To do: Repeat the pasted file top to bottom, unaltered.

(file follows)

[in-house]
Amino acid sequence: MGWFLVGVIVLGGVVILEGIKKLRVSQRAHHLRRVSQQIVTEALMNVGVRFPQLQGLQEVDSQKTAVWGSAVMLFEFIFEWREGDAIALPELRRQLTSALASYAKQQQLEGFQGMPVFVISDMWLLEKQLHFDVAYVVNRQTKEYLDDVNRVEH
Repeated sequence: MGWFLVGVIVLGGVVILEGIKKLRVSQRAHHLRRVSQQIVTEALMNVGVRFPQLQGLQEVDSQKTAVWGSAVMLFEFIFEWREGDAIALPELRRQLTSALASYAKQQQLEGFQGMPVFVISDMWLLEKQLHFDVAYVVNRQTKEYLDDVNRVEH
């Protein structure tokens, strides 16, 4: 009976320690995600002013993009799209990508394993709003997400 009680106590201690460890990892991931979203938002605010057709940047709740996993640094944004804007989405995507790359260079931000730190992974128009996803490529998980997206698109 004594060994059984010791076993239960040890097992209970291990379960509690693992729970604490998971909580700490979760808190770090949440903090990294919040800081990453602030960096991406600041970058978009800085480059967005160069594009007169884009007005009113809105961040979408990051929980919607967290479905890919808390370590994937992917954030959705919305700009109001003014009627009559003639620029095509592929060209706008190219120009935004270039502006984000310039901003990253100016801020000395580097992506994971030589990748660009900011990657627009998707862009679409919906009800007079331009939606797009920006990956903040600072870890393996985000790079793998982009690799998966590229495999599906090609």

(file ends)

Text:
[in-house]
Amino acid sequence: MGWFLVGVIVLGGVVILEGIKKLRVSQRAHHLRRVSQQIVTEALMNVGVRFPQLQGLQEVDSQKTAVWGSAVMLFEFIFEWREGDAIALPELRRQLTSALASYAKQQQLEGFQGMPVFVISDMWLLEKQLHFDVAYVVNRQTKEYLDDVNRVEH
Repeated sequence: MGWFLVGVIVLGGVVILEGIKKLRVSQRAHHLRRVSQQIVTEALMNVGVRFPQLQGLQEVDSQKTAVWGSAVMLFEFIFEWREGDAIALPELRRQLTSALASYAKQQQLEGFQGMPVFVISDMWLLEKQLHFDVAYVVNRQTKEYLDDVNRVEH
């Protein structure tokens, strides 16, 4: 009976320690995600002013993009799209990508394993709003997400 009680106590201690460890990892991931979203938002605010057709940047709740996993640094944004804007989405995507790359260079931000730190992974128009996803490529998980997206698109 004594060994059984010791076993239960040890097992209970291990379960509690693992729970604490998971909580700490979760808190770090949440903090990294919040800081990453602030960096991406600041970058978009800085480059967005160069594009007169884009007005009113809105961040979408990051929980919607967290479905890919808390370590994937992917954030959705919305700009109001003014009627009559003639620029095509592929060209706008190219120009935004270039502006984000310039901003990253100016801020000395580097992506994971030589990748660009900011990657627009998707862009679409919906009800007079331009939606797009920006990956903040600072870890393996985000790079793998982009690799998966590229495999599906090609």